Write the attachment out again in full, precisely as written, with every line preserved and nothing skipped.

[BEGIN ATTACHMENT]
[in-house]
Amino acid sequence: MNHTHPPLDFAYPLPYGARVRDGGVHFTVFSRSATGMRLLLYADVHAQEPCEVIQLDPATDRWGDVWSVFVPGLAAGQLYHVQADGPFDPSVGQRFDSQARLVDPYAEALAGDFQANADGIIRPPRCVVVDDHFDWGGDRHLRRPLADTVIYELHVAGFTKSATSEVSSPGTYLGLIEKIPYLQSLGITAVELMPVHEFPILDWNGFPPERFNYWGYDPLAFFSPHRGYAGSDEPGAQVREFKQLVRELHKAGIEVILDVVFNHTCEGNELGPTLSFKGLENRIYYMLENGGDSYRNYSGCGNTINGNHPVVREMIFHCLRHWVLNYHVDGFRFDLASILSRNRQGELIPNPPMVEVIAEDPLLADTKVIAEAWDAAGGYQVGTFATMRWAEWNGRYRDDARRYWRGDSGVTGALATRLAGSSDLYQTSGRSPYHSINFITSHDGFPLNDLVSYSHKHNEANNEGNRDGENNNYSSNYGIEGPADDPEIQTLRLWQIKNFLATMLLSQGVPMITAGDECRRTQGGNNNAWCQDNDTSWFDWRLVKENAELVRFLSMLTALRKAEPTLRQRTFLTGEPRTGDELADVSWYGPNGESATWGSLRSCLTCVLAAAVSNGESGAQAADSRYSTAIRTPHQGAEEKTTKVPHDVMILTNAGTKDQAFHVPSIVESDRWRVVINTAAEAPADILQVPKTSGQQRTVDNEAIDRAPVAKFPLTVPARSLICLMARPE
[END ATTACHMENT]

[in-house]
Amino acid sequence: MNHTHPPLDFAYPLPYGARVRDGGVHFTVFSRSATGMRLLLYADVHAQEPCEVIQLDPATDRWGDVWSVFVPGLAAGQLYHVQADGPFDPSVGQRFDSQARLVDPYAEALAGDFQANADGIIRPPRCVVVDDHFDWGGDRHLRRPLADTVIYELHVAGFTKSATSEVSSPGTYLGLIEKIPYLQSLGITAVELMPVHEFPILDWNGFPPERFNYWGYDPLAFFSPHRGYAGSDEPGAQVREFKQLVRELHKAGIEVILDVVFNHTCEGNELGPTLSFKGLENRIYYMLENGGDSYRNYSGCGNTINGNHPVVREMIFHCLRHWVLNYHVDGFRFDLASILSRNRQGELIPNPPMVEVIAEDPLLADTKVIAEAWDAAGGYQVGTFATMRWAEWNGRYRDDARRYWRGDSGVTGALATRLAGSSDLYQTSGRSPYHSINFITSHDGFPLNDLVSYSHKHNEANNEGNRDGENNNYSSNYGIEGPADDPEIQTLRLWQIKNFLATMLLSQGVPMITAGDECRRTQGGNNNAWCQDNDTSWFDWRLVKENAELVRFLSMLTALRKAEPTLRQRTFLTGEPRTGDELADVSWYGPNGESATWGSLRSCLTCVLAAAVSNGESGAQAADSRYSTAIRTPHQGAEEKTTKVPHDVMILTNAGTKDQAFHVPSIVESDRWRVVINTAAEAPADILQVPKTSGQQRTVDNEAIDRAPVAKFPLTVPARSLICLMARPE